82 people charged for drink and drug driving since start of anti-drink drug drive campaign

82 people have a been charged and fast tracked to court since a South Wales Police operation to tackle people driving under the influence of alcohol and drugs launched in November.

Since the launch of the campaign, which started early this year to coincide with the World Cup, 3,518 vehicles have been stopped, and 2,878 breath tests carried out.

A third of all drug swipes were positive, with 63 people returning a positive test for drugs of 182 swipes carried out.

Superintendent Marc Lamerton said: “We launched our operation just over a month ago and to see figures this high is very concerning.

“Driving under the influence of alcohol and drugs is unacceptable, it can create a false confidence which can lead to an increase in risk-taking behaviour. We are committed to catching motorists who decide to get behind the wheel after consuming drugs or alcohol and put lives at risk.

“Over the last month we have seen drivers fined up to £415 and disqualified from driving for 46 months. The consequences of driving under the influence of alcohol and drugs are severe, and the minimum you will receive is a 12-month driving ban, a criminal record, and an unlimited fine or up to six months in prison.

“As we move nearer to the new year, we are urging those celebrating to do so sensibly, to plan their journeys home ahead of time and look out for their loved ones to ensure everyone gets home safely.”

South Wales Police and Crime Commissioner Alun Michael, said:

“These figures are a cause for concern – every single person who gets behind the wheel under influence of alcohol or drugs is putting innocent road users at serious risk, as well as themselves and their passengers.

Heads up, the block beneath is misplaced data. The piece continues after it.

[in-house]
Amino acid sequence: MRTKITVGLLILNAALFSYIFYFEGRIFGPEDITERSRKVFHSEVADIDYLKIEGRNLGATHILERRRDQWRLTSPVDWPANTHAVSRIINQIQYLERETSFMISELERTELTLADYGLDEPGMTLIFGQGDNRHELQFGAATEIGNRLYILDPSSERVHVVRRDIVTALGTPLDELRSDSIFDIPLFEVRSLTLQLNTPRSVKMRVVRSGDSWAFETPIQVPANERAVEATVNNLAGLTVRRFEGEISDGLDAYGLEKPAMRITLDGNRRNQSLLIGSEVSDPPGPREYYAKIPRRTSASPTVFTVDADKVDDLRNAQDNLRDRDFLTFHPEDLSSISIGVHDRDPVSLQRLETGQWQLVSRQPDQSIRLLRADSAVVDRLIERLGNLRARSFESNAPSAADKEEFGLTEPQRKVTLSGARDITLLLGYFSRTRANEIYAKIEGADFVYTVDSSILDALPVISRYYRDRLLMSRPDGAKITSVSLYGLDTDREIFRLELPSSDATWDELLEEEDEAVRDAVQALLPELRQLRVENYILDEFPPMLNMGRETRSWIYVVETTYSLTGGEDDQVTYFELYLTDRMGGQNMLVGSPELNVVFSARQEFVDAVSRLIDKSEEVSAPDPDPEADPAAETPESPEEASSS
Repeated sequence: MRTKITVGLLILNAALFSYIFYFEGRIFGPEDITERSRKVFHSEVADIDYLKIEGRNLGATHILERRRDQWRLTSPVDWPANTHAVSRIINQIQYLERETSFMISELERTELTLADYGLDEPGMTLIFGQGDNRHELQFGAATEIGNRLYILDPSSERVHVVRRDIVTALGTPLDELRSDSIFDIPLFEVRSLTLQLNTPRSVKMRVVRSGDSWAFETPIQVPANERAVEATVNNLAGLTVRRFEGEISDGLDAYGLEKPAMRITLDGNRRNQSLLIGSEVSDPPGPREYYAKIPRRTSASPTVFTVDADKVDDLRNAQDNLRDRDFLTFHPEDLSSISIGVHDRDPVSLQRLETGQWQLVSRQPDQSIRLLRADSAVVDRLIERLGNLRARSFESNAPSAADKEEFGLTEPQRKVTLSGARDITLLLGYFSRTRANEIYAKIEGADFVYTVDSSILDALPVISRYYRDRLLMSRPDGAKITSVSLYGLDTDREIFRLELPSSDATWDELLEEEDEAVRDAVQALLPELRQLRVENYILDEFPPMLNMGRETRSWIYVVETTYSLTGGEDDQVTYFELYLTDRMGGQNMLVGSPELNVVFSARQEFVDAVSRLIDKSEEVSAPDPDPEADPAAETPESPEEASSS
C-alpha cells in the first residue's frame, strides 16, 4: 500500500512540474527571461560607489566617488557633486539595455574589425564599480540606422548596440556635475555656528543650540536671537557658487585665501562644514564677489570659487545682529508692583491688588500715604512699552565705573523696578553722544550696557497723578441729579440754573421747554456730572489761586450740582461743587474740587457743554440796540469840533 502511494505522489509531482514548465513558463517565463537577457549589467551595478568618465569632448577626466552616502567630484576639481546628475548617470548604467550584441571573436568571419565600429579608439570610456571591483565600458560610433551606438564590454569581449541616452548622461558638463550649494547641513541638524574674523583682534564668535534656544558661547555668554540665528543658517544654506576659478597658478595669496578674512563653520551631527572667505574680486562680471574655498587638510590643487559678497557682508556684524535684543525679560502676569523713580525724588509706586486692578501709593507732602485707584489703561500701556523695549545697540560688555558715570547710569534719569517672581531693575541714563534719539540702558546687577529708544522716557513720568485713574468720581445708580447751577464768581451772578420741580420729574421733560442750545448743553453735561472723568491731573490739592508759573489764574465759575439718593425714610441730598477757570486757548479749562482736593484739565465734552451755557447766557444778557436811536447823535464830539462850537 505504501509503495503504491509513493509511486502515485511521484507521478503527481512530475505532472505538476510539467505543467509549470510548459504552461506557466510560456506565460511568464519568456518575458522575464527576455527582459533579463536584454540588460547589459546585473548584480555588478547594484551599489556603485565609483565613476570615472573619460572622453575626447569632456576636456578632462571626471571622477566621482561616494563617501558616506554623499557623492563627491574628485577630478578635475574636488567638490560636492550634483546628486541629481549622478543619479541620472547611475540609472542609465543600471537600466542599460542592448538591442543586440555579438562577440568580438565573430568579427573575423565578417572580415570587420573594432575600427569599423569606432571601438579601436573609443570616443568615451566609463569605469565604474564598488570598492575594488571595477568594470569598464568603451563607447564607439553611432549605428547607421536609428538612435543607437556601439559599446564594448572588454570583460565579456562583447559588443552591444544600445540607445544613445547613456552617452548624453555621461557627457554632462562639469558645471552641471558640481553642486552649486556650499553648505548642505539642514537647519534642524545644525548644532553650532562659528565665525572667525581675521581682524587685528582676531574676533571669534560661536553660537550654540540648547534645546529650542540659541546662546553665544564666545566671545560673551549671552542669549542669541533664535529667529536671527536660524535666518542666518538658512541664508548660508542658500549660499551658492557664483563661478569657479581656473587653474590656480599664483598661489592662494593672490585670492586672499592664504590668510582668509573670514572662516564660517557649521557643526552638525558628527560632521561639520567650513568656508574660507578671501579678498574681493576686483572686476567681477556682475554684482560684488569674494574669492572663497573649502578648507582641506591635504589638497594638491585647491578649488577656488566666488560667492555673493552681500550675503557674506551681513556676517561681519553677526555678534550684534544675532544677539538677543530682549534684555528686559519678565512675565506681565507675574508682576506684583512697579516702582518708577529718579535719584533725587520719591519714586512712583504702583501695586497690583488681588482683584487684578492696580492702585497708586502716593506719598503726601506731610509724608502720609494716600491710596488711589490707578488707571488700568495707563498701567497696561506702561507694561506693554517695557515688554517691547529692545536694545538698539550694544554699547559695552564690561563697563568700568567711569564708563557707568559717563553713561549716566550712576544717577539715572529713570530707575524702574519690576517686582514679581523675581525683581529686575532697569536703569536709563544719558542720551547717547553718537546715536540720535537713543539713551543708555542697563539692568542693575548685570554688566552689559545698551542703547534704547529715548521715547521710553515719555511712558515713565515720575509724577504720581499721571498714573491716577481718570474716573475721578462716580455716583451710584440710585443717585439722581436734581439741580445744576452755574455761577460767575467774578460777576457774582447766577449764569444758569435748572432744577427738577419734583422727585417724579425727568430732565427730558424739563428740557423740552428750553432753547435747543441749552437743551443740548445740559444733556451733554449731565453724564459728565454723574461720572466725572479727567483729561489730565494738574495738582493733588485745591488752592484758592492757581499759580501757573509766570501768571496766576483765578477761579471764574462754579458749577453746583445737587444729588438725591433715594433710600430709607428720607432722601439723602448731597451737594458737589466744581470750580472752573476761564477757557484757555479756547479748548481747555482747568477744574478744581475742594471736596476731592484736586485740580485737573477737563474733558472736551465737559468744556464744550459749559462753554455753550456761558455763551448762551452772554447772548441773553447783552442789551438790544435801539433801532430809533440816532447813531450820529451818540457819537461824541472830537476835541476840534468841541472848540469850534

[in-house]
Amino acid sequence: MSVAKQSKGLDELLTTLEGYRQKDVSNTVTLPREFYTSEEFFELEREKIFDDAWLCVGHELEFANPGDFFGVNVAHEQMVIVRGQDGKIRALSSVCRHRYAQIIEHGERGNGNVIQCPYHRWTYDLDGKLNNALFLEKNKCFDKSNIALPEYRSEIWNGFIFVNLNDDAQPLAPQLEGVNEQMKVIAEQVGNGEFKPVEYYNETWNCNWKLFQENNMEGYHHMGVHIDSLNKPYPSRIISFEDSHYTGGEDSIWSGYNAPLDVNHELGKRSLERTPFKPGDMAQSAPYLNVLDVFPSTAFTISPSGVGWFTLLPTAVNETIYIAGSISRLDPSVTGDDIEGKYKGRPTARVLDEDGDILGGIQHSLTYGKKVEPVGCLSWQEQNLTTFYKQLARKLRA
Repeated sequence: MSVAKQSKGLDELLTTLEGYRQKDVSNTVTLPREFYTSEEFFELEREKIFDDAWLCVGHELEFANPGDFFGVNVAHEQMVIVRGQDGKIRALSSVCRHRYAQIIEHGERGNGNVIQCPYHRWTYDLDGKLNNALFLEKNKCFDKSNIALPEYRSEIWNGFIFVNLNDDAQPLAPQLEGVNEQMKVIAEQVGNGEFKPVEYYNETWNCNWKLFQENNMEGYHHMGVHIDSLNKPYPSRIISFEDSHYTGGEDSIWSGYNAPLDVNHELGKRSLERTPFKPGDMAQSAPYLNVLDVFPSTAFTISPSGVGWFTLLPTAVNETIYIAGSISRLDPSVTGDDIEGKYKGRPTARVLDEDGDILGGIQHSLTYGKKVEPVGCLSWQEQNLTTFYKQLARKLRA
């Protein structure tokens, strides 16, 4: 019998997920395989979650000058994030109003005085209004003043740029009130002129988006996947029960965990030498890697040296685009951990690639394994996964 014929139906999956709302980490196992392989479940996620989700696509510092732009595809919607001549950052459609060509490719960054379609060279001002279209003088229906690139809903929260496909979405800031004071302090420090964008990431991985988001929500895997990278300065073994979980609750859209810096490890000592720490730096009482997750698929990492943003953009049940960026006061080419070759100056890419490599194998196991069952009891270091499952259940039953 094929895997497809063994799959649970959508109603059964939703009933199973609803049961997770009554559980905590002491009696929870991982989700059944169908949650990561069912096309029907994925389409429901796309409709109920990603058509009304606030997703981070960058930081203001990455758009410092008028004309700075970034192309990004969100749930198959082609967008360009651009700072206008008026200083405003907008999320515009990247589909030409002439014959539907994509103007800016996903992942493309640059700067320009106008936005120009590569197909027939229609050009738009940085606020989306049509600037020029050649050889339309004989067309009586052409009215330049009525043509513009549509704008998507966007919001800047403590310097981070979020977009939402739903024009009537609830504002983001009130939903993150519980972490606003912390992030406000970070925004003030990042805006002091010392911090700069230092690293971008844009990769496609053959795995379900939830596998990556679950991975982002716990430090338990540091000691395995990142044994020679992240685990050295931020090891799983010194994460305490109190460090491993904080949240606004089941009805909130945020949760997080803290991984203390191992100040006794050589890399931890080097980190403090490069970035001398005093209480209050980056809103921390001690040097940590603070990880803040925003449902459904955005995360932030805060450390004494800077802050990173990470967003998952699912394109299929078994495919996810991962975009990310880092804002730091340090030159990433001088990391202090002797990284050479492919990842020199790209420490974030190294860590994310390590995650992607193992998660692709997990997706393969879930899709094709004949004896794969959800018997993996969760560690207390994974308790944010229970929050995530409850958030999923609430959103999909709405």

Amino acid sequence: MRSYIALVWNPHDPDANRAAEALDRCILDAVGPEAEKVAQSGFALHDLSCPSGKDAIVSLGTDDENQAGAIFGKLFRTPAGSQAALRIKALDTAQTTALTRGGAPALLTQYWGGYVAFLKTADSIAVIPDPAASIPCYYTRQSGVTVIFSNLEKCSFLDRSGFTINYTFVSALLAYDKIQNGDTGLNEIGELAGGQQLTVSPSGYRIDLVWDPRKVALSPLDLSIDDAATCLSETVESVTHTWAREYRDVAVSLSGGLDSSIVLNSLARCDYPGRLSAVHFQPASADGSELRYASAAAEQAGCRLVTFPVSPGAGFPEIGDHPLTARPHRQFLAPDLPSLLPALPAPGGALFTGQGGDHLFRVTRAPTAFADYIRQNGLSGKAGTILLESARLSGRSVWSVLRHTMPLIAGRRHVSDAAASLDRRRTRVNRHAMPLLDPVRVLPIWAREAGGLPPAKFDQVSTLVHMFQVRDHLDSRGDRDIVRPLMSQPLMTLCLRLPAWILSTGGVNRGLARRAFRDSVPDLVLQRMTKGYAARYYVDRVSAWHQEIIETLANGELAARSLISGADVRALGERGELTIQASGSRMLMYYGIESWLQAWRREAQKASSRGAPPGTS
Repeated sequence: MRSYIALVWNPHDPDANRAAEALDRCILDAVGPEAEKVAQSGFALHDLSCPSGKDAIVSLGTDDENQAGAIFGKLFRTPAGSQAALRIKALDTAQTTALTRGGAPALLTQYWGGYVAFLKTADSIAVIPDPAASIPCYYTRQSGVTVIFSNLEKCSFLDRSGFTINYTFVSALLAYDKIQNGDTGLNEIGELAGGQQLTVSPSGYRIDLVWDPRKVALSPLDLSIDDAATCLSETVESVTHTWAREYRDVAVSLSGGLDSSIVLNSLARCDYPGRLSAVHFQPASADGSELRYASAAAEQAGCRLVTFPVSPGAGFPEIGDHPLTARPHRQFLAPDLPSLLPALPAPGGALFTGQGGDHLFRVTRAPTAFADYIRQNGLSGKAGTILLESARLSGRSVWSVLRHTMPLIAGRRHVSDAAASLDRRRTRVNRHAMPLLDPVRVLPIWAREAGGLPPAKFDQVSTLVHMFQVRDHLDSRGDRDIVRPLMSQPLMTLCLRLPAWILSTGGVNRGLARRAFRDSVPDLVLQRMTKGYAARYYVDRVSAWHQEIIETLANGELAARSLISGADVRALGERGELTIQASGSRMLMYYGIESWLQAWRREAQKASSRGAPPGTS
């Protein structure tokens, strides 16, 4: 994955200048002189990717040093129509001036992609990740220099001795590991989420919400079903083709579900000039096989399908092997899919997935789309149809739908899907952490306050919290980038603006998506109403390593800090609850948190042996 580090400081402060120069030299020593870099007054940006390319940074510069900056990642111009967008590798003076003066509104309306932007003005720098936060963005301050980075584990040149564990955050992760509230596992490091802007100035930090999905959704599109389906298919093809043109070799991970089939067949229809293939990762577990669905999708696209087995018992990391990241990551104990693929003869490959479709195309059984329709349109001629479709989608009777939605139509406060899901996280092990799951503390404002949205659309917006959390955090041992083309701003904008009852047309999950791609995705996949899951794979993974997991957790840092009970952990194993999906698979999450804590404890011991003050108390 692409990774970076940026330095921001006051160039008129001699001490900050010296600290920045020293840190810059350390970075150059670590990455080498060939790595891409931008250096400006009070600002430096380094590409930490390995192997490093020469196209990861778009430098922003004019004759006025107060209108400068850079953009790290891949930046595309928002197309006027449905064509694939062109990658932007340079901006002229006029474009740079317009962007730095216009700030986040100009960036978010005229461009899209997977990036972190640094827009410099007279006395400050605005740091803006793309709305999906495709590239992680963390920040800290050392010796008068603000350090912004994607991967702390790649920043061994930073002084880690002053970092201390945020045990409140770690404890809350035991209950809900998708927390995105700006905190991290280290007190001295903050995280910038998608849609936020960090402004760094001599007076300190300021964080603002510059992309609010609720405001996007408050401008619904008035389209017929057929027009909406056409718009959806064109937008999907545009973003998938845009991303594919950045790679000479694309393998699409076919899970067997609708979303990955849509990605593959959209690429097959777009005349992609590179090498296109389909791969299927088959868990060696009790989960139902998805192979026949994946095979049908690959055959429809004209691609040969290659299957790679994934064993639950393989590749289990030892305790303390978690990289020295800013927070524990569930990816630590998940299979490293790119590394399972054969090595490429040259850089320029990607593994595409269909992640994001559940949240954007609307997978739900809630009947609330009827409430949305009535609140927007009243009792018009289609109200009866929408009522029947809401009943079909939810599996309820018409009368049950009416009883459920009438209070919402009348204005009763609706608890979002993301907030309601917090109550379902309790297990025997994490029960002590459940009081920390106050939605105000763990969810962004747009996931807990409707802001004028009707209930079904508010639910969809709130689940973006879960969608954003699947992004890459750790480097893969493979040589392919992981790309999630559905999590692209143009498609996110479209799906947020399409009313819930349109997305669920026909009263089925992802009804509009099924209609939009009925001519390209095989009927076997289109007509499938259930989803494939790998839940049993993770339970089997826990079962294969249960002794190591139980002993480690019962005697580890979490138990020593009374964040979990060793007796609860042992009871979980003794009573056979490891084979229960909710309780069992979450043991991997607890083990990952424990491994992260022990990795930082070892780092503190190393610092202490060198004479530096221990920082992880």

“The figures also show that our roads policing officers are committed and out in force across South Wales trying to keeping our roads safe.

“Anybody caught drink driving will be arrested, charged and put before the courts within seven days where they face being fined, banned from driving and even jailed.

“Many people have already made the mistake – what they now face amounts to a devastating start to their New Year.

“My message to everyone is don’t let yourself be next. Always put safety, common sense, and the law first.”

It’s an offence to drive with any of 17 controlled drugs above a specified level in your blood. This includes illegal and legally prescribed drugs: Drugs and driving: the law – GOV.UK (www.gov.uk).

Always check with your doctor or pharmacist if you are unsure about whether your prescription or over-the-counter medication will affect your ability to drive.

Anybody who has concerns about anybody they believe to be driving under the influence are asked to contact police on 101 (or 999 if they are posing an imminent danger) or alternatively, contact Crimestoppers anonymously on 0800 555 111.

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